Most smart cameras do not have parallel processing capabilities and inspection throughput can be limited. To reach part rates >600ppm, high speed PC-based solutions are typically required. PC-based solutions offer both, faster processors and parallel processing capabilities via multi-core processors.
EPIC Systems has utilized the Flexible Optical Character Verification (FlexOCV) image processing software from Cognex (Natick, MA, USA: www.cognex.com) for several high-speed OCR applications. The program is "flexible" because the algorithm begins with a trained set of characters, but modifies the trained set during production to "learn" how the code is being printed (Figure 3).
|Figure 3: FlexOCV image processing software begins with a trained set of characters, but modifies the trained set during production based on printing variables such as character-to-character spacing, scale, aspect ratio, and multi-line distances to decrease inspection time.|
Printing variables such as character-to-character spacing, scale, aspect ratio, and multi-line distances are learned and accounted for during a training phase of the algorithm. While this sometimes means a slight increase in false-failed product at the start of production during the training process, the flexibility of the algorithm to account for these printing variables allows the system to decrease inspection time significantly over time.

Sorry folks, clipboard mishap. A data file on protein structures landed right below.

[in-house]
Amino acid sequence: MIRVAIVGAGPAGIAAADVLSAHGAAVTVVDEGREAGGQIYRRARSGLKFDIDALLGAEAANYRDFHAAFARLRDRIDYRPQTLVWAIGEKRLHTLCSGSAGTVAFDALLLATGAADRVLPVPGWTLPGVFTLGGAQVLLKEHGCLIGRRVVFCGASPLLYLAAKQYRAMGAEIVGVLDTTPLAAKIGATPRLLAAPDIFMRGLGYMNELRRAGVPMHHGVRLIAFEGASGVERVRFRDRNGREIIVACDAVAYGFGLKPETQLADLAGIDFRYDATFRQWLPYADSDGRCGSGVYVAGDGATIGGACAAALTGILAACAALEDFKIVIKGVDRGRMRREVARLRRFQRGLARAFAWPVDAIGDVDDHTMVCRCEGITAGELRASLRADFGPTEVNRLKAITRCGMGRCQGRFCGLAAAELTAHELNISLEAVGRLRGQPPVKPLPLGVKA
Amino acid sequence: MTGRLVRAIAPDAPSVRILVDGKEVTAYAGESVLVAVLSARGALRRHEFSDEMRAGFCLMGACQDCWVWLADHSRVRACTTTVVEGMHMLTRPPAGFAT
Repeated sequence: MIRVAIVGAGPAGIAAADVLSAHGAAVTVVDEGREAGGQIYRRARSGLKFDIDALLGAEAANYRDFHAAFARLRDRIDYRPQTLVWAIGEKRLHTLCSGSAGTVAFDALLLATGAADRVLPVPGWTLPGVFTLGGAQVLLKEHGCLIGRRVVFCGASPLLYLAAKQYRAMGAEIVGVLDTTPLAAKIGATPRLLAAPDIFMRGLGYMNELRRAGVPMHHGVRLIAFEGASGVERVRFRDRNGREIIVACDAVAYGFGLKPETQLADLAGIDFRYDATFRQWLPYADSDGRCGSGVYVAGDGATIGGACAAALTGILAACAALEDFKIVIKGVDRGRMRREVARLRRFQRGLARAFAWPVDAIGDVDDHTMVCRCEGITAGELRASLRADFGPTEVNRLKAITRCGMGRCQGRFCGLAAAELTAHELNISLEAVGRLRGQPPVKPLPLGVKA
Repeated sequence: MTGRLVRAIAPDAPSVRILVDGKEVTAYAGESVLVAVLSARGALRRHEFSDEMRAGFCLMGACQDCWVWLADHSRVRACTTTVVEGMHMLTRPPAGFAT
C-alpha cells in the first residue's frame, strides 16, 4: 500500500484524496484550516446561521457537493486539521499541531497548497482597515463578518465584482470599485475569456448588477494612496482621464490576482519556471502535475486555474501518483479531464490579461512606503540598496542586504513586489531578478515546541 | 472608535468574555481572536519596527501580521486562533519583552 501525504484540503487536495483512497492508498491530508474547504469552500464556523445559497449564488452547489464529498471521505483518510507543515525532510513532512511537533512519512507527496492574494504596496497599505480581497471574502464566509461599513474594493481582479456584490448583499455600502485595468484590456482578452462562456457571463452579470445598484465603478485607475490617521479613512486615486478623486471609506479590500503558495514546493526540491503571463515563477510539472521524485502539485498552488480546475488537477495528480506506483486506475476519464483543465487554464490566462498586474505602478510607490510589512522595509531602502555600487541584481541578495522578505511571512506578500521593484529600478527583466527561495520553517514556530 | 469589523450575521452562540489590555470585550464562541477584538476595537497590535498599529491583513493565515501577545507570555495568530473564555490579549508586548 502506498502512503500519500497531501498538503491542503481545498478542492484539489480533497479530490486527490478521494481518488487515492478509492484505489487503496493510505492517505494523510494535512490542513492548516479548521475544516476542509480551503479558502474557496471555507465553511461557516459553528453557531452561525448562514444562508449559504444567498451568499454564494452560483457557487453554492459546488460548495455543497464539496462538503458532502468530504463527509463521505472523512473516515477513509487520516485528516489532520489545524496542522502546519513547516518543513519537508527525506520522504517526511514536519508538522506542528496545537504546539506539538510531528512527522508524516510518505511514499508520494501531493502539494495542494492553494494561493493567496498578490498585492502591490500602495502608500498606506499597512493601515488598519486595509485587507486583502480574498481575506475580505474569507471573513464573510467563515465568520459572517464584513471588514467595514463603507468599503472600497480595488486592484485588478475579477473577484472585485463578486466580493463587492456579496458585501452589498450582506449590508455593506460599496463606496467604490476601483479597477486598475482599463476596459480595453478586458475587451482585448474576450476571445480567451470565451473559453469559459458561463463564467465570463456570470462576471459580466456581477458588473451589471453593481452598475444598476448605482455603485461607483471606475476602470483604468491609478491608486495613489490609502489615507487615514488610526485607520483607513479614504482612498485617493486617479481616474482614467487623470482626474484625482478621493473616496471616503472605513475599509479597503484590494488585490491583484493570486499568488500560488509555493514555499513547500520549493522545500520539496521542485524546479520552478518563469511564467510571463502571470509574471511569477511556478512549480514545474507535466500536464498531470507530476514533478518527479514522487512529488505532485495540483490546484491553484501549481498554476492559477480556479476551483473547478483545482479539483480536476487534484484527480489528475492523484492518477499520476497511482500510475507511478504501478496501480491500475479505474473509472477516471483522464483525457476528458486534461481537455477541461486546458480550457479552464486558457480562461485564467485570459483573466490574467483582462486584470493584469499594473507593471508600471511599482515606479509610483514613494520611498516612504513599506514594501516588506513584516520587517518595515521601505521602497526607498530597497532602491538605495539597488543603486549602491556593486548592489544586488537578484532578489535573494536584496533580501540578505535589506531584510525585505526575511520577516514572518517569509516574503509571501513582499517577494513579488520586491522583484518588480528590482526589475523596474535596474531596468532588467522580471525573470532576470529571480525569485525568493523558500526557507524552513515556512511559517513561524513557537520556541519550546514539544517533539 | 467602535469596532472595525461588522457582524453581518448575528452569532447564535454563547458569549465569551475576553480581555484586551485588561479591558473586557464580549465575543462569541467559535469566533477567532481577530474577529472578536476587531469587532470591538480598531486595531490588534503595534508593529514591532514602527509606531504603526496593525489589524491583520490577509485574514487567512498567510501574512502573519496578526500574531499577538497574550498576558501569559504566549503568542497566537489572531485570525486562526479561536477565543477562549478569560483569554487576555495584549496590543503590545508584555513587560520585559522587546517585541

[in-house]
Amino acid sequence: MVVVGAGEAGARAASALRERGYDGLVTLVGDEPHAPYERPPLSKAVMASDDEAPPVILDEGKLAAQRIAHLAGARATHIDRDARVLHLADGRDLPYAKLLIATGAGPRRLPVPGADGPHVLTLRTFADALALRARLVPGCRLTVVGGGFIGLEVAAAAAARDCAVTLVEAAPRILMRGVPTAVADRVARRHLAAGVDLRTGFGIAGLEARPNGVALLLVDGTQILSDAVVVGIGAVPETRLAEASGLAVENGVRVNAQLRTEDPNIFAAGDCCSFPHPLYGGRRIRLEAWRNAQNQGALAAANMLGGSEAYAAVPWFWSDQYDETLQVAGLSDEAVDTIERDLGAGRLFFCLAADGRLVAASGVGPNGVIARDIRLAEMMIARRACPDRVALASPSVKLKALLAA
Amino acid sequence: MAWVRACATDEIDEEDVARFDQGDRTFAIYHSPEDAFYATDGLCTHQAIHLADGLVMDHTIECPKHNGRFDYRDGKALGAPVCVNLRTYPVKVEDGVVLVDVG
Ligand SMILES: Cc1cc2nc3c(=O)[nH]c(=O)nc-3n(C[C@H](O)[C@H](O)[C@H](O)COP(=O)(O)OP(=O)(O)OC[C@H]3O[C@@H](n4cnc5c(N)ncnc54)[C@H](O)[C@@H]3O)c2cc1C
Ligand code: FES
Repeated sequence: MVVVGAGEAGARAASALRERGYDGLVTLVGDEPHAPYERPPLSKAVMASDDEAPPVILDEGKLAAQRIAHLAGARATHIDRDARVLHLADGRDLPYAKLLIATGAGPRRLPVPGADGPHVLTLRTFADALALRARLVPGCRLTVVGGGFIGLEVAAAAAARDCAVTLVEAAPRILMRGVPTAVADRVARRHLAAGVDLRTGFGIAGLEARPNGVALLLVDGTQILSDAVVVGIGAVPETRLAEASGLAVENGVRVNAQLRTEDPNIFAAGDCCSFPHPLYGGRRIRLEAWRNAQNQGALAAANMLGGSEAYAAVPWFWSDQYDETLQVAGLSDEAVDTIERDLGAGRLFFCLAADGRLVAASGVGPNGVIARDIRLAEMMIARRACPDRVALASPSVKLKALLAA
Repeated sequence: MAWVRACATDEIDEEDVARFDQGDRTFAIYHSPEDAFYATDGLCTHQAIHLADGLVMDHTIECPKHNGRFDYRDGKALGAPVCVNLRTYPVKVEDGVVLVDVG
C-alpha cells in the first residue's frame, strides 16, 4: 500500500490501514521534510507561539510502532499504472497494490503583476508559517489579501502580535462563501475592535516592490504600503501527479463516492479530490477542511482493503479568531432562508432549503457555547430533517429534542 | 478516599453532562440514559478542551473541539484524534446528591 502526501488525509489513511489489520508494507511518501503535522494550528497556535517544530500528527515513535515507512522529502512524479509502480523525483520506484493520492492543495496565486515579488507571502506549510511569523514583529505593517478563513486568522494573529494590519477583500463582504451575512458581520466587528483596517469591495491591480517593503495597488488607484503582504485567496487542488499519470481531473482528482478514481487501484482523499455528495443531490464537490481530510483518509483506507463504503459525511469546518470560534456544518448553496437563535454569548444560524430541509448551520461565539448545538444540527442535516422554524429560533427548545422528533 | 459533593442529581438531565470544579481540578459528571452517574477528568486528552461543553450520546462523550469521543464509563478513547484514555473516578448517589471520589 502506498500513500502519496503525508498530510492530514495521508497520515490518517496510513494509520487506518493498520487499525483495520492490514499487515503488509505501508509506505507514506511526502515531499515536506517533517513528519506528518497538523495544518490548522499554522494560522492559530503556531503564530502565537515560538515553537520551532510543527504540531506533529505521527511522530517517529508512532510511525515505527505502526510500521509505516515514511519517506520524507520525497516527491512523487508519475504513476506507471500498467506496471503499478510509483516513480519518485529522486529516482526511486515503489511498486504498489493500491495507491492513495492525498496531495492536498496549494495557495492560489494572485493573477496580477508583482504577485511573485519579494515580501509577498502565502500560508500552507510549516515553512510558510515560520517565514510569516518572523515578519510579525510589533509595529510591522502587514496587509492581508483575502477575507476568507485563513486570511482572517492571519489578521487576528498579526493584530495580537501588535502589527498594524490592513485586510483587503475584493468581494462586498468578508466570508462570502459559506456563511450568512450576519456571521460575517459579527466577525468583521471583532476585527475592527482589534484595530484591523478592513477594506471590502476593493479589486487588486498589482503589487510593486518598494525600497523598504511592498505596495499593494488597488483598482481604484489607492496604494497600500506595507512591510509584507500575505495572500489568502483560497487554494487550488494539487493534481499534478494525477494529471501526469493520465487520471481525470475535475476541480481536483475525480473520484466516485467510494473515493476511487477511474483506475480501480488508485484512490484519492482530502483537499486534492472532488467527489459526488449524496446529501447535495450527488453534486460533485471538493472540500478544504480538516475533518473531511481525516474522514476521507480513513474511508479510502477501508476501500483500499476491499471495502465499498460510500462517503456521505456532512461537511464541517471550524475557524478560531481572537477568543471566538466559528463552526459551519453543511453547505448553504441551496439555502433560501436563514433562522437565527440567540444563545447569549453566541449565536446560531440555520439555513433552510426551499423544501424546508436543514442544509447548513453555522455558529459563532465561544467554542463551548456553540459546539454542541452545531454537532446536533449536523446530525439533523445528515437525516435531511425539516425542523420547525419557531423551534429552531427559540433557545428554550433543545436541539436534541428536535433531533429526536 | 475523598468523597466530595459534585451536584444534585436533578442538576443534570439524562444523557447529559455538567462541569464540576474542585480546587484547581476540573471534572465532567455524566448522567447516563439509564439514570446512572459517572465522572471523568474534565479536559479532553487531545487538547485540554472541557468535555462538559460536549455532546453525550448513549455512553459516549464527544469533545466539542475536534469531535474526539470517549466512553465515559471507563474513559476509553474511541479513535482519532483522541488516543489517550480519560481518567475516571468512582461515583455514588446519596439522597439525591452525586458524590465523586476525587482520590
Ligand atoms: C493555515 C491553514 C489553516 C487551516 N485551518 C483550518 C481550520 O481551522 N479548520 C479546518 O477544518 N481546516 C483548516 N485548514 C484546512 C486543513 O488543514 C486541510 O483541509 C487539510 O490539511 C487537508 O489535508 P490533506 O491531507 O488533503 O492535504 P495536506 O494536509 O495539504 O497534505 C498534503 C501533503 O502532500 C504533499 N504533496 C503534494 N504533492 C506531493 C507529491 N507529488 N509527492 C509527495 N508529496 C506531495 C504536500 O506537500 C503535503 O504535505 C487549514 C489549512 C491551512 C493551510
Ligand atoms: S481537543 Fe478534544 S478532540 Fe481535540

Other innovative software solutions include Matrox SureDotOCR algorithm which is part of the Matrox Imaging Library (MIL) from Matrox Imaging (Dorval, QC, Canada; www.matrox.com). Dot-matrix character printing poses many challenges. The SureDotOCR algorithm can handle deformed, skewed, and touching characters. In addition, the algorithm has a built-in method for finding and parsing the code, requiring minimal to no pre-processing of the camera image. The SureDotOCR algorithm compares the characters to a pre-defined or user-defined font.
Implementing an OCR vision system onto your packaging line requires help from a systems integrator specializing in machine vision. An integrator will evaluate your line set up and productivity requirements to determine if a PC-based or smart camera system is best. An integrator will also provide programming, lighting setup and design, and part tracking design for high speed applications.
The content for this article was provided by EPIC Systems, Inc. If you have additional questions or comments, please visit https://www.epicvisionsystems.com/ or email Chris Walker: email@example.com
Disclaimer: Although the information and recommendations set forth herein are presented in good faith, EPIC Systems, Inc. and its subsidiaries make no representations or warranties as to the completeness or accuracy thereof. No representations or warranties, either express or implied, or merchantability, fitness for a particular purpose or of any other nature are made hereunder, and nothing herein waives any of the seller's conditions of sale.
Chris Walker, Senior Project Manager for Vision Systems, EPIC Systems, Inc. St. Louis, MO, USA (www.epicvisionsystems.com)
Natick, MA, USA
Dorval, QC, Canada